How To Pivot Your Corporate Gifting In 2020 When face-to-face interaction with employees isn't possible, showing them your appreciation is even more important. Here are some useful gift-giving pointers for bringing people together during the holidays.

By J.P. Hoornstra

Opinions expressed by Entrepreneur contributors are their own.

Dougal Waters | Getty Images

In a recent interview with WCBS Newsradio 880, Shark Tank star Robert Herjavec told Joe Connolly and Neil A. Carousso something simple but profound: "Whatever you start doing today, your business will not be doing that in a year. Things change. The world changes. You have to adapt."

That's never been more true than it is now. Think about the five biggest problems your company was solving for a year ago and compare that to your top five today. A global pandemic has a way of changing every aspect of work.

The holidays are no different. The idea of leaving a basket full of treats at every cubicle won't work this year. The times demand a more thoughtful solution to corporate gifting, and the need to change isn't letting up.

Later in the same interview Herjavec touched on a made-for-2020 paradox: The less face time we have with our coworkers, the more effort is required to demonstrate our appreciation for them.

Related: Stumped on Office Gifts for the Holidays? Here Are Some Handy ...

"One of the hard things I'm having right now is staying in touch with my employees," he said. "We have 350 employees in our company. I haven't seen a single person in my company since Feb. 17. Think about that. I'm running a $300 million business. I haven't seen a single employee. We do Zoom calls. At first it's wonderful. After a while, people are like, "yeah yeah yeah, we've heard all this before.' How do I maintain that relationship when we can't get together?"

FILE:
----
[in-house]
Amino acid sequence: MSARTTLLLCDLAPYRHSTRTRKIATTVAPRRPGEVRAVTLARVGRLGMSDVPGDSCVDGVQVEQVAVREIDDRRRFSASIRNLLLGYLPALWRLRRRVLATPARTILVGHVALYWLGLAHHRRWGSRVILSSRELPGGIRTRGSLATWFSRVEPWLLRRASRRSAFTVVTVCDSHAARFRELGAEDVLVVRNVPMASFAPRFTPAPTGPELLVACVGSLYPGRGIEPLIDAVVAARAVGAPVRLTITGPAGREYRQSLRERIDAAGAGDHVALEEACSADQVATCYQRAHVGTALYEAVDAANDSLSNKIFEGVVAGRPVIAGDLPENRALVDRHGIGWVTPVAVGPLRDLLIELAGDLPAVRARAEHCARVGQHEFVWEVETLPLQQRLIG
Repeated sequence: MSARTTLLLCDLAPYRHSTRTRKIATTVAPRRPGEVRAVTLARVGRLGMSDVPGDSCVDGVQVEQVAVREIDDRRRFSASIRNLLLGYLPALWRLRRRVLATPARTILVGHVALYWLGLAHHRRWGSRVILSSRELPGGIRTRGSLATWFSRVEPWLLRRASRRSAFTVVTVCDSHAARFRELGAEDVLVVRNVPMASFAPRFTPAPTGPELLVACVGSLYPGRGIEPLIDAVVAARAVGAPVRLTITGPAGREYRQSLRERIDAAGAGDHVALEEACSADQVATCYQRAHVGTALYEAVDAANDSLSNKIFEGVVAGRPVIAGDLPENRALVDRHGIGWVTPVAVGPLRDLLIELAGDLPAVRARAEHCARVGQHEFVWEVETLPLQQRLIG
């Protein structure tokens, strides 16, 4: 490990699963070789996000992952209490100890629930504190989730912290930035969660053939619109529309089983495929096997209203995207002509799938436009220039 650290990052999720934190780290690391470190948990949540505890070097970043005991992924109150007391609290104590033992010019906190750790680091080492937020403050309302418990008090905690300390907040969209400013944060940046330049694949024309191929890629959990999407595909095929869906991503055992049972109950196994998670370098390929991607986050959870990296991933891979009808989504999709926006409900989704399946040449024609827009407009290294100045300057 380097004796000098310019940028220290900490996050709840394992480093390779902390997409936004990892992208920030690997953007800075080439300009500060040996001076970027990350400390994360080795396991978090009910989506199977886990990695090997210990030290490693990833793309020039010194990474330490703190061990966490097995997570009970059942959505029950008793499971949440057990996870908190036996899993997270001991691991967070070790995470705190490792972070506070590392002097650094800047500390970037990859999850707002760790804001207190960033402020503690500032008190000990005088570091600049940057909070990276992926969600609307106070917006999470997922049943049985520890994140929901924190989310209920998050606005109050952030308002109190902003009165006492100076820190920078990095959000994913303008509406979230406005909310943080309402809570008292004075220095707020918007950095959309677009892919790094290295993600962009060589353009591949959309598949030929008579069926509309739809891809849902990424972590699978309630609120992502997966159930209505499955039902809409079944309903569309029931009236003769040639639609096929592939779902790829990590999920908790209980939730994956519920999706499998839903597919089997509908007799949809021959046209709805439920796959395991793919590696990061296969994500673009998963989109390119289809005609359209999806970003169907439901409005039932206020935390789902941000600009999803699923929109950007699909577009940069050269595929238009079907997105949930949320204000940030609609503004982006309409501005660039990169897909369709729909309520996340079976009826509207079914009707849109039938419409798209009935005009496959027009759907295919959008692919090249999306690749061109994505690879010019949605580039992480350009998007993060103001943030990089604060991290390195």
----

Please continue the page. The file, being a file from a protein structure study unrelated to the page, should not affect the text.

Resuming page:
Cooking camraderie

Herjavec then offered a cool recommendation: He partnered with Bake Me A Wish!, a company that delivers everything from brownies to quiches via a digital gift certificate program that makes it easy for employees to select finely crafted confections of their choosing. The CEO surprised his own employees with cakes and cookies in a recent Instagram live post.

"Bake Me A Wish is ― it's an event," Herjavec told WCBS. "It's really well-packaged. It shows up. The employee feels special. What we found is, you bring it home, you put it on the kitchen table, your wife comes home or your husband and they say, "oh my gosh what's that?' and now you're engaging the entire family."

Related: Charitable Gifts Don't Have to Be Boring

It doesn't have to be sweets

Some of Napa Valley's finest have instituted a wine-gifting platform that resembles Bake Me A Wish's digital gift certificate portal. The idea goes like this: First, you send the winery a list of your employees, along with the products they can choose to order. They then create an allocation just for your company. Recepients receive an email letting them know they've received the vice that is vino, along with a link to their offer to redeem their bottle. The middleman is VineSpring, a third-party point-of-sale app built just for wineries.

It's imperative that leaders find creative ways to bring their team together and a crisp Pinto Noir makes for the perfect present during a pandemic.

Related: The 10 Weirdest Office Holiday Gifts

Whichever route you choose, it's critical we resist the temptation to skimp on giving despite the financial hardships brought on by the pandemic. Think of it as an investment in team-building at a time when no one should feel alone. Allowing a sense of isolation to gain a foothold in your company can only erode the culture you're trying to build. Now is the time to deliver any incentives that will bring your employees together.

J.P. Hoornstra is a writer and commentator on Major League Baseball by choice, and a polymath by necessity. He’s persisted through two decades of tumult in the journalism industry by pivoting, pivoting, and pivoting again.

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